As far as pride, humility, or how God works to bring the Prodigal to repentance, I can most definitely attest. It took me losing my family (for a time), my job, my educational pursuits, and everything that I identified myself with to realize how selfish, prideful, and arrogant I was. In essence I realized how lost I truly was because I learned how truly meaningless I was to the world (thank you Ecclesiastes). And yet in this darkness, in the lowest place I've been and humbled lower than ever, God found me. He spoke to me. He ministered to my broken soul. He gave me worth. He gave me hope. He gave me joy despite having nothing in my life. He helped realize what my true priorities should be. It is these things that make me found. God isn't done with me, despite my selfish wanderings. I can be found squarely in His embrace.

As for your other criticisms of my presuppositions... well of course the Christian family SHOULD act in mercy and forgiveness. Ken alluded to it in his post, and Jesus only commanded it. So naturally we should, even though many don't.

As for us recognizing our journey... most people presume they're on some sort of journey. But until I was "found" I didn't realize how lost I truly was. By my reckoning, therefore, I was not lost or found but in gray area, because I had been living as though I was found, but acting a double life and was truly more lost than I could have imagined. However, in the moment... before God got hold of me, I thought I was securely found. That is why I say that most people, like myself (n=/=1 fallacy) don't even realize how lost they truly are or where they fall on the spectrum. To this end, then, is why I say that most are in a gray area until something happens (typically a tragedy of some sort, Wesley would have called it a Crisis of Faith) to show them where they truly stand and can then act on it to make their lives right according to the God they serve.

Yes, I have assumptions and pre-suppositions. But they create the framework of my life, and they have been drawn from my interactions with the Bible, my experiences with God, and the situations in my life that have formed my philosophies up to now.

Thanks for the interaction.

- Jeff

Ken Schenck said...

I hope your life is full of hope, Jeff...

Angie Van De Merwe said...

Jeff, I was not mocking you, just trying to be a little more organized than I usually am.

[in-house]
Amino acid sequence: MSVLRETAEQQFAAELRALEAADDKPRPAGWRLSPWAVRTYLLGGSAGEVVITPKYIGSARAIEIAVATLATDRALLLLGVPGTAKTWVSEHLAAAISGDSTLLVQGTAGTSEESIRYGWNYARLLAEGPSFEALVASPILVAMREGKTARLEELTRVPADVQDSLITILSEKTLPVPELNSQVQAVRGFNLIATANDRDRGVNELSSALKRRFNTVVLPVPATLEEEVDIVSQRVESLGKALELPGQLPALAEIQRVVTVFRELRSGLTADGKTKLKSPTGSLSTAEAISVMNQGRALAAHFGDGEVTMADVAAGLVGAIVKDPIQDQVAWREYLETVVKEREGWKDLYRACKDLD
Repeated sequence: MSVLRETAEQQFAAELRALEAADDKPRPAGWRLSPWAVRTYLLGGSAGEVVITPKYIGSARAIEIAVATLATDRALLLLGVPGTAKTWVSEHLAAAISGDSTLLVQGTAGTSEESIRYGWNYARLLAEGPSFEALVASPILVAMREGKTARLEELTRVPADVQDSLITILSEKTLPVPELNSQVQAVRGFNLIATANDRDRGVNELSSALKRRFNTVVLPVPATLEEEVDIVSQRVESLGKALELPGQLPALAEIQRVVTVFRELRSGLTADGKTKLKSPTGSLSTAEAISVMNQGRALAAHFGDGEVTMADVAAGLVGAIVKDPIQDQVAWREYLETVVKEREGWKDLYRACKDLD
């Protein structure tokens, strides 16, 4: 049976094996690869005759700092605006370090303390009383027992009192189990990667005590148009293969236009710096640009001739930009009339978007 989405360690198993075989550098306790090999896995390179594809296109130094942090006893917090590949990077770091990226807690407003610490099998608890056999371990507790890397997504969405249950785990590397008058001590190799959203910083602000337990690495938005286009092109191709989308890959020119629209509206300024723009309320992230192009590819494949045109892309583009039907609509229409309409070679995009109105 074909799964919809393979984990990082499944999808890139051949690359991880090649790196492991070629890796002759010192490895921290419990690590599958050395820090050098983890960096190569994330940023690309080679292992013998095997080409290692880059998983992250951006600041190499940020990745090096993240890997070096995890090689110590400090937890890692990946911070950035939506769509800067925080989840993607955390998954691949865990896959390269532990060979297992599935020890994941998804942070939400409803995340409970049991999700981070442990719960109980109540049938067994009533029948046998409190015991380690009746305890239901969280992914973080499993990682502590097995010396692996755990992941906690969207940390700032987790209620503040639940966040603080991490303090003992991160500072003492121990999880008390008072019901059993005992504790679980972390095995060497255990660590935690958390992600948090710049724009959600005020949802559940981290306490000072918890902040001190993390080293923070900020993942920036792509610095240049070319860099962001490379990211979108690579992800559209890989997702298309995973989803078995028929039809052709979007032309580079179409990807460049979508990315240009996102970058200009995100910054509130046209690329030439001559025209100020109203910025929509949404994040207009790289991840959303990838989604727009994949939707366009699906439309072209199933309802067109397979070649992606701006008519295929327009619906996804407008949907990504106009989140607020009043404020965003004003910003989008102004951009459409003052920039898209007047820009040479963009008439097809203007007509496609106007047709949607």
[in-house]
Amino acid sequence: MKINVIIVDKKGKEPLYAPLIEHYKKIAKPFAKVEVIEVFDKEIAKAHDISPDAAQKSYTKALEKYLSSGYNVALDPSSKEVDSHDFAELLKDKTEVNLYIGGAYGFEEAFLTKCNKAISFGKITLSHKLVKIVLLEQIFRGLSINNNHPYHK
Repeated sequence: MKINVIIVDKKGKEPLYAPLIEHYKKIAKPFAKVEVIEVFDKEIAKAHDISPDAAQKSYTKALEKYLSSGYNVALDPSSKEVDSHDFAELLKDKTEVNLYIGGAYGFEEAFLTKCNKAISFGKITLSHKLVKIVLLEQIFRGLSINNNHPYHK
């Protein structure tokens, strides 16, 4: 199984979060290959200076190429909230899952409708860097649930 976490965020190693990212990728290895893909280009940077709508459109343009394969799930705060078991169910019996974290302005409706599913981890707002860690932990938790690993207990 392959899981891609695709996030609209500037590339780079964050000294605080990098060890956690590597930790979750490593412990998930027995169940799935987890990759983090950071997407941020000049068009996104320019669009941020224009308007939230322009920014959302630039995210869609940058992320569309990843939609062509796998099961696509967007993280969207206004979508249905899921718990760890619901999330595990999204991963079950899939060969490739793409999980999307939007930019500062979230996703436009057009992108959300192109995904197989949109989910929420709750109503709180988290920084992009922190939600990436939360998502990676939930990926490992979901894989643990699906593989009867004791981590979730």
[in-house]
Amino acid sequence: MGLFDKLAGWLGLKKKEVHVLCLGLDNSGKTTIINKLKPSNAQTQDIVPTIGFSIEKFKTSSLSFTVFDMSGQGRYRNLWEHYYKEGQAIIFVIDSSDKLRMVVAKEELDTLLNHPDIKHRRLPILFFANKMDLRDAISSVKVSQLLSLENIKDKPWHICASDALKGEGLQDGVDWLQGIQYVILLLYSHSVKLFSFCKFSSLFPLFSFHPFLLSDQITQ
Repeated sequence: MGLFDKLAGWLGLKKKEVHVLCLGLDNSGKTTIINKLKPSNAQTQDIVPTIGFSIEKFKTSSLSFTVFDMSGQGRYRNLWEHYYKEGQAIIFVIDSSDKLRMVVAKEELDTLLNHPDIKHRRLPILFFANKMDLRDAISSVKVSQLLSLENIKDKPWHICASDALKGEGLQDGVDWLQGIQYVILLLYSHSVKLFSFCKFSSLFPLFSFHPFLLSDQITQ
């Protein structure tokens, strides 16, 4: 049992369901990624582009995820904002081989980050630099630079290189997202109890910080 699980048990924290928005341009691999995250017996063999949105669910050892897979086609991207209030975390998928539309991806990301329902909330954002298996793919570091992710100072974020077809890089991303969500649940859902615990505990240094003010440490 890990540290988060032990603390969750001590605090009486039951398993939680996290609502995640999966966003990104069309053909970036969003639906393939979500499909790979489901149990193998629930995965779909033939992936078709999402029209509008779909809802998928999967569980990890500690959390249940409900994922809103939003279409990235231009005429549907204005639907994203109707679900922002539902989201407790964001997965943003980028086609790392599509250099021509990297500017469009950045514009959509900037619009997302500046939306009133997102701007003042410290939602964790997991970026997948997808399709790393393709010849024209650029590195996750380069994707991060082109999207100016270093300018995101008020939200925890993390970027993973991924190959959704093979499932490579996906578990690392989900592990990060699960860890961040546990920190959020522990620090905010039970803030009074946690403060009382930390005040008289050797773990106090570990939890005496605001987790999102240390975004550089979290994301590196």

If you find peace with where you are, then, that is not for me to judge. I was only making the point that neither is it yours to judge another, which your questions reveal you struggle over. No one knows what another person has been through or how they have understood their lives, and if or how thier lives might have fallen apart, but we certainly should not make correlations about it to God!

We should set our lives on what is important and of value to our own lives and not feel like we have to be responsible for everything...we can be sure tha everyone will not agree with our "proposals or understanding". Find a place that is like family and can live with what you value, and live there in liberty!

FrGregACCA said...

First, Jeff, thank you for that witness, for sharing a bit of your story with us. It is often only those who have "been there" can really help those who are currently "there". (Of course, we are all, in a sense, "there" but many wish to deny that.)

The best model of which I am aware for real repentance is the 12-Steps. As part of the 12-Step process, making amends is required, not only for reasons of justice, but so that the one repenting and being healed is no longer bound by the sins of the past.

For those who are not aware, here the 12-Steps of Alcoholics' Anonymous:

1. We admitted we were powerless over alcohol—that our lives had become unmanageable.
2. Came to believe that a Power greater than ourselves could restore us to sanity.
3. Made a decision to turn our will and our lives over to the care of God as we understood Him.
4. Made a searching and fearless moral inventory of ourselves.
5. Admitted to God, to ourselves, and to another human being the exact nature of our wrongs.
6. Were entirely ready to have God remove all these defects of character.
7. Humbly asked Him to remove our shortcomings.
8. Made a list of all persons we had harmed, and became willing to make amends to them all.
9. Made direct amends to such people wherever possible, except when to do so would injure them or others.
10. Continued to take personal inventory and when we were wrong promptly admitted it.
11. Sought through prayer and meditation to improve our conscious contact with God as we understood Him, praying only for knowledge of His will for us and the power to carry that out.
12. Having had a spiritual awakening as the result of these steps, we tried to carry this message to alcoholics, and to practice these principles in all our affairs.

Steps 4-9 are most relevant here, but the first three steps are indispensable, laying the foundation for what is to come.

These steps come of a Christian context (the Oxford groups) and it is clear that with but little editing, they can easily be returned to their native soil and applied not only to alcoholism, but to any sin that has become an addiction. I would argue that everyone has such an addiction in their live, even if that addiction is simply the refusal to love and empathize with other human persons.